Cablegram D266 LONDON, 22 February 1944, 1.40 a.m.
Following for the Prime Minister.
My immediately preceding telegram.  Following is the
'The position of Siam is in some respects unique in the Far East,
though not without parallel in Europe. A country with a long
tradition of friendship with us has, though admittedly under
pressure from Japan, betrayed that friendship. Not content with
collaboration with our enemy and despite her treaty of non-
aggression with us, the Quisling. Government of Luang Pibul 
took the initiative in declaring war upon us.
'For these acts Siam is already paying the price and will
undoubtedly pay a yet heavier price as the war reaches her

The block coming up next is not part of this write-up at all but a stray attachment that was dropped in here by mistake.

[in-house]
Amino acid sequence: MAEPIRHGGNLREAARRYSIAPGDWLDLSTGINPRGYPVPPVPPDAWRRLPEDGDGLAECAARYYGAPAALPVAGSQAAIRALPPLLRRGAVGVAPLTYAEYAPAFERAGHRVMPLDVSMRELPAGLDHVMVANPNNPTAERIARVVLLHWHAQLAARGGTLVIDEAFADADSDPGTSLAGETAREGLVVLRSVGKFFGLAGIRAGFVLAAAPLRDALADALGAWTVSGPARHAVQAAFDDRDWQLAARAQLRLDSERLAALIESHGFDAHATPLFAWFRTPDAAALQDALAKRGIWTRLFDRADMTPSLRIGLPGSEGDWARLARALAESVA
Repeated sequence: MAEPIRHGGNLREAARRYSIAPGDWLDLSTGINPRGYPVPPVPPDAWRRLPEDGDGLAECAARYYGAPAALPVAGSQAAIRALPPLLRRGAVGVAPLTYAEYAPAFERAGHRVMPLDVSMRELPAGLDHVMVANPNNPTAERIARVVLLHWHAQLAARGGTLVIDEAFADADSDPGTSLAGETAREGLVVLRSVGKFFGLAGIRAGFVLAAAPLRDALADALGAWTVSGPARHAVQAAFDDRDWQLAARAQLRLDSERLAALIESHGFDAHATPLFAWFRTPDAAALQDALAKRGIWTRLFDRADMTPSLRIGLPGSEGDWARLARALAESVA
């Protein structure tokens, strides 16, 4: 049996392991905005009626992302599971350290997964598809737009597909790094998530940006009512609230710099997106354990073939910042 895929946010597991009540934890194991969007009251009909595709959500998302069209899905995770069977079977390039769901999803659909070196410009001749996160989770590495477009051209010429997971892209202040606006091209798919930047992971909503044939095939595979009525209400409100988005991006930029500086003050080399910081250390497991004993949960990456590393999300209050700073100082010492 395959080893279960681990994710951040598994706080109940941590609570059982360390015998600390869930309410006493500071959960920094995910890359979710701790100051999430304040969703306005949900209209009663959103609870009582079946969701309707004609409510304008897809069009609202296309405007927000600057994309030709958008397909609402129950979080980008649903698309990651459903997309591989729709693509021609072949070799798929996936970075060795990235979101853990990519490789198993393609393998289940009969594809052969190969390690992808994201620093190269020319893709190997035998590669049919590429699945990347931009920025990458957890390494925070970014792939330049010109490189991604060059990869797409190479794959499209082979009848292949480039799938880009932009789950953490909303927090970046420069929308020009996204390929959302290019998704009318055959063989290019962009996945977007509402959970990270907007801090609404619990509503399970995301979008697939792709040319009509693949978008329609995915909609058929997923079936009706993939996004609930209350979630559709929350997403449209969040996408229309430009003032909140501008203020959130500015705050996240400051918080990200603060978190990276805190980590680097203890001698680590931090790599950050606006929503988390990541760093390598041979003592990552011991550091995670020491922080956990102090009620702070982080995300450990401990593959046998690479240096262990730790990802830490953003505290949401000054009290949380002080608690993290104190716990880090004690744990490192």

territories. It is still possible for the people of Siam to do
something to save themselves from the worst consequences of their
betrayal, and they will be judged by their efforts which they make
to redeem themselves from the position in which the action of
their present regime has placed them. Like other countries in like
cases "they must work their passage home".
'If they do so they can look to this country to support the
emergence of a free and independent Siam after the war is over.'